Afghan people face many difficulties, including the need for safe and reliable supplies of potable water for both urban and rural populations. Access to safe drinking water and sanitation services directly impacts the health and productivity of people and communities, especially women and children. Through the Sustainable Water Supply and Sanitation (SWSS) project, funded by the U.S. Agency for International Development (USAID), Tetra Tech helped design and install water supply and sanitation facilities to improve hygiene behaviors community-wide in six Afghan provinces.

We saw a SWSS project yesterday in Shuhada, and everyone seems to be quite happy with the results. Congratulations for running such a good program.

USAID Field Officer, Badakhshan Province, Afghanistan

Under SWSS, Tetra Tech used a new, evidence-based approach to establish successful and sustainable water distribution points, sanitation facilities, and improved hygiene behaviors. To achieve project goals, our approach included two sub-component programs aimed at attaining sustainable health outcomes focused on sanitation and hygiene.

The provincial program, used an integrated methodology to support hygiene and sanitation consisting of Community-Led Total Sanitation (CLTS) programs and hygiene education. Tetra Tech engaged with local communities to examine and acknowledge issues with open defecation, its importance in the transmission of disease, and the effects of those diseases on well-being and household finances. We also worked to ensure that all households had access to a safe, disease-free latrine, resulting in communities achieving open-defecation-free status.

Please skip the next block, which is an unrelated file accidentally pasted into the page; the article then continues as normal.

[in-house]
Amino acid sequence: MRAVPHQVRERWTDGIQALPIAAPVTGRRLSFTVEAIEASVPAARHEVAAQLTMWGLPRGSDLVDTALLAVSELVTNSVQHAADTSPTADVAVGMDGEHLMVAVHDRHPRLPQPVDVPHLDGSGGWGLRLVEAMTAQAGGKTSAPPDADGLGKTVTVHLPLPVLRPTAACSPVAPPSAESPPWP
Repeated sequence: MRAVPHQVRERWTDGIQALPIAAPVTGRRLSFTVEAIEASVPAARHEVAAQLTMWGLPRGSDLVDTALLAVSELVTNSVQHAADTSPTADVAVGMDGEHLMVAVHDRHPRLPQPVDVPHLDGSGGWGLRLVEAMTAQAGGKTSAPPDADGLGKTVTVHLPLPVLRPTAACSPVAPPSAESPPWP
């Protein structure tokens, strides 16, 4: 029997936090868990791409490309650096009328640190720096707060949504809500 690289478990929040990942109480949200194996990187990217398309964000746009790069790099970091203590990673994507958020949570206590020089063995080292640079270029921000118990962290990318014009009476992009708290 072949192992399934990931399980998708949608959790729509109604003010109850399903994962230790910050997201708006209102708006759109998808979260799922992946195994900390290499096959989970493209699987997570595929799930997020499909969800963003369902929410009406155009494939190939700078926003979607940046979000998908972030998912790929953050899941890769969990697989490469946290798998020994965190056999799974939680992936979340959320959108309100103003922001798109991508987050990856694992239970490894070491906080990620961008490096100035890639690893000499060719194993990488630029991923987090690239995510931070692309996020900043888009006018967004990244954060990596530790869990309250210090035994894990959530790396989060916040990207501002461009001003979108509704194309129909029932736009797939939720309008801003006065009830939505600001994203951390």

Through our successful installation of more than 42,000 sanitation facilities established under SWSS, 611 communities were certified open-defecation-free. Nearly 300,000 community members now have access to improved sanitation services.

The flexible response program aimed to provide hygiene education to beneficiaries of water supply systems constructed by the project. Under this program, Tetra Tech also constructed wells with hand pumps and pipe schemes in targeted communities that had the greatest need. To achieve long-term results, we created and led a Sustainable Health Outcomes (SHO) team that was responsible for providing hygiene education to the beneficiaries of these water distribution points. The SHO team provided training for community leaders and school teachers to help sustain the project’s efforts.

The project operated in 22 of the 35 provinces of Afghanistan, working with Afghan subcontractors on water and sanitation services. Through SWSS, more than 3,000 wells and 37 pipe schemes were built or rehabilitated. These improved water systems benefited more than 619,000 people.

Our team trained 150 community-appointed hand pump mechanics in 19 provinces. In addition, 17 district-level Community-Led Total Sanitation programs were established in 85 villages and resulted in more than 600 people receiving training. Trainees helped mobilize communities and build or improve nearly 8,000 household latrines that served more than 45,000 people.

SWSS established Family Health Action Groups in more than 950 villages. Women are at the forefront of water and sanitation issues in developing countries. To ensure sustainability of improved sanitation, female community health workers and female facilitators from non-governmental organizations trained nearly 8,700 women leaders who, in turn, demonstrated and taught what they had learned to another 45,000 women.